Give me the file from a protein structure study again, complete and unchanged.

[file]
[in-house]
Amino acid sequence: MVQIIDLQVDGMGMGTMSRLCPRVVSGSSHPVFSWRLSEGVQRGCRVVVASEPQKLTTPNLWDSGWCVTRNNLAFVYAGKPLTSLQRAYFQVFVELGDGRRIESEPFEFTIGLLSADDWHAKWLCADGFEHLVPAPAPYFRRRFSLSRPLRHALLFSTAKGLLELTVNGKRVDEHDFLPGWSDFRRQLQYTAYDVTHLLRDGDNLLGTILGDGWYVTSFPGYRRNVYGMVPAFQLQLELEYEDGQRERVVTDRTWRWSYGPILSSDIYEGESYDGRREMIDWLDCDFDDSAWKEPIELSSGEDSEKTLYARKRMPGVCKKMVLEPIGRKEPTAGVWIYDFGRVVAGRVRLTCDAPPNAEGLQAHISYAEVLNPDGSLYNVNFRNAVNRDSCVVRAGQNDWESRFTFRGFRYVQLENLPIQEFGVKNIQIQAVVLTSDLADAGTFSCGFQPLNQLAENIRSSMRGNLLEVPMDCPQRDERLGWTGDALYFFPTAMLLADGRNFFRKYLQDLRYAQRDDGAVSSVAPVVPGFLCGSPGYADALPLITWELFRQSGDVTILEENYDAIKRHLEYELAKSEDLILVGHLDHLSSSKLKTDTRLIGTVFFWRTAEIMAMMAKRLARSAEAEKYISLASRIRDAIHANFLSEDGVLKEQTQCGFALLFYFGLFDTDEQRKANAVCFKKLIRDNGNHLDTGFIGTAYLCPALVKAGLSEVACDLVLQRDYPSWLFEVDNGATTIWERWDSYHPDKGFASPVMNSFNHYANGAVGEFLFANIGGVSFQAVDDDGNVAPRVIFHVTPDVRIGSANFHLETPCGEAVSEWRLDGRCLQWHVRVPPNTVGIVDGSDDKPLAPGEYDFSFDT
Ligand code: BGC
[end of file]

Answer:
[in-house]
Amino acid sequence: MVQIIDLQVDGMGMGTMSRLCPRVVSGSSHPVFSWRLSEGVQRGCRVVVASEPQKLTTPNLWDSGWCVTRNNLAFVYAGKPLTSLQRAYFQVFVELGDGRRIESEPFEFTIGLLSADDWHAKWLCADGFEHLVPAPAPYFRRRFSLSRPLRHALLFSTAKGLLELTVNGKRVDEHDFLPGWSDFRRQLQYTAYDVTHLLRDGDNLLGTILGDGWYVTSFPGYRRNVYGMVPAFQLQLELEYEDGQRERVVTDRTWRWSYGPILSSDIYEGESYDGRREMIDWLDCDFDDSAWKEPIELSSGEDSEKTLYARKRMPGVCKKMVLEPIGRKEPTAGVWIYDFGRVVAGRVRLTCDAPPNAEGLQAHISYAEVLNPDGSLYNVNFRNAVNRDSCVVRAGQNDWESRFTFRGFRYVQLENLPIQEFGVKNIQIQAVVLTSDLADAGTFSCGFQPLNQLAENIRSSMRGNLLEVPMDCPQRDERLGWTGDALYFFPTAMLLADGRNFFRKYLQDLRYAQRDDGAVSSVAPVVPGFLCGSPGYADALPLITWELFRQSGDVTILEENYDAIKRHLEYELAKSEDLILVGHLDHLSSSKLKTDTRLIGTVFFWRTAEIMAMMAKRLARSAEAEKYISLASRIRDAIHANFLSEDGVLKEQTQCGFALLFYFGLFDTDEQRKANAVCFKKLIRDNGNHLDTGFIGTAYLCPALVKAGLSEVACDLVLQRDYPSWLFEVDNGATTIWERWDSYHPDKGFASPVMNSFNHYANGAVGEFLFANIGGVSFQAVDDDGNVAPRVIFHVTPDVRIGSANFHLETPCGEAVSEWRLDGRCLQWHVRVPPNTVGIVDGSDDKPLAPGEYDFSFDT
Ligand code: BGC